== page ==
A U visa is designed for certain victims of domestic violence, sexual assault, trafficking, kidnapping, and other listed crimes who have suffered physical and mental abuse and are helping government officials in investigating such criminal activity. If a U Visa is granted, the applicant is given immediate legal status in the United States and a pathway to Legal Permanent Residency (green card) in the United States. To qualify for U Visa, the crime must fall within one of the categories of crimes listed in the U visa statue. The qualifying criminal activities are: Rape, Torture, Trafficking, Incest, Domestic Violence, Sexual Assault, Abusive Sexual Contact, Prostitution, Sexual Exploitation, Female Genital Mutilation, Being Held Hostage, Peonage, Involuntary Servitude, Slave Trade, Kidnapping, Abduction, Unlawful Criminal Restraint, False Imprisonment, Blackmail, Extortion, Manslaughter, Murder, Felonious Assault, Witness Tempering, Obstruction of Justice, Perjury, Attempt, Conspiracy or Solicitation to commit any of the aforesaid crimes.
Family members of the applicant can apply for a U Visa. If the applicant is 21 years of age or older on the date of application, his spouse and children less than 21 years of age will be eligible to receive a U visa as qualifying family members. However, if the applicant is under 21 years of age on the date of application, his spouse, child, parents and unmarried siblings under 18 years of age will be eligible to receive a U visa as qualifying family members. It is pertinent to mention here that USCIS also considers the fact that the qualifying family member would suffer extreme hardship if a U visa is not granted.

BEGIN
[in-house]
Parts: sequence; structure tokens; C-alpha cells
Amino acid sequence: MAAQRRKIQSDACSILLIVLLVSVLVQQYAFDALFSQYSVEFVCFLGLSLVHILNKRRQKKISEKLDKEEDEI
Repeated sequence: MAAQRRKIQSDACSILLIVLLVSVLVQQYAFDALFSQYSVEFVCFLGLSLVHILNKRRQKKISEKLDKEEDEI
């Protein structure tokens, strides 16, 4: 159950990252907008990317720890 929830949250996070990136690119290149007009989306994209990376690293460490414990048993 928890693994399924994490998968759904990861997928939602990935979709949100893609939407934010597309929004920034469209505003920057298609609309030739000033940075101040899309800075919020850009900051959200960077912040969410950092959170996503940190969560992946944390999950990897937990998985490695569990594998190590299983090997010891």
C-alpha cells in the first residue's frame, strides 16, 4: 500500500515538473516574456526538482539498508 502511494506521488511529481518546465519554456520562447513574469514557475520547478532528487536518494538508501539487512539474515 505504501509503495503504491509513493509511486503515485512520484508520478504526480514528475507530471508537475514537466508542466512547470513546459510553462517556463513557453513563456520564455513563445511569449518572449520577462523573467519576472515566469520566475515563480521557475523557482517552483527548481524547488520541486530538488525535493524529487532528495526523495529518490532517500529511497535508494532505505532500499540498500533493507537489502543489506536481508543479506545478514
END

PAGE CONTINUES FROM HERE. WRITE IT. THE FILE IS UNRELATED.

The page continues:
- Evidence that the applicant is a victim of a listed criminal activity, which includes one or more of the aforementioned or any similar activities in violation of Federal, State, or local criminal law of the United States:
- Certification from a law enforcement officer, prosecutor, judge, or other state or federal authorities that criminal activity violated the laws of the United States and occurred in the United States
- Nature of substantial physical or mental abuse suffered by the applicant from the crime
- Applicant is in possession of information concerning the alleged criminal activity
- Evidence that the applicant has been helpful, is helpful or is likely to be helpful to a federal, state, or local investigation or prosecution
Investigation or Prosecution:
The definition of “investigation or prosecution” includes, but is not limited to, the victim’s assistance in the detection, investigation, prosecution, conviction, or sentencing of the criminal activity. It is worth mentioning here that U visa certification does not require that law enforcement actually investigate the criminal activity beyond reporting of the crime, nor must a conviction result from the victim's cooperation, but must attest only to the U visa petitioner’s willingness to be helpful or past or present helpfulness in detection, investigation, prosecution, or investigation efforts.
To qualify for a U Visa, the applicant should not be in violations (inadmissible) on the grounds listed in the Immigration & Nationality Act. The inadmissibility can be related to crime, security, and foreign policy, or immigration violations. However, if the applicant is in violation of the immigration laws and is subject to admissibility grounds to receive an immigration benefit, he is required to obtain a mandatory waiver asking that those violations be excused.
At The Ahluwalia Firm, our emphasis is on:
- providing zealous representation before the USCIS
- providing careful review of your personal circumstances
- providing careful coordination of all correspondence with government agencies
- ensuring a service-delivery model that meets and exceeds your satisfaction
For additional information about our ability to evaluate, prepare, and file your U Visa application, contact us for reliable legal support.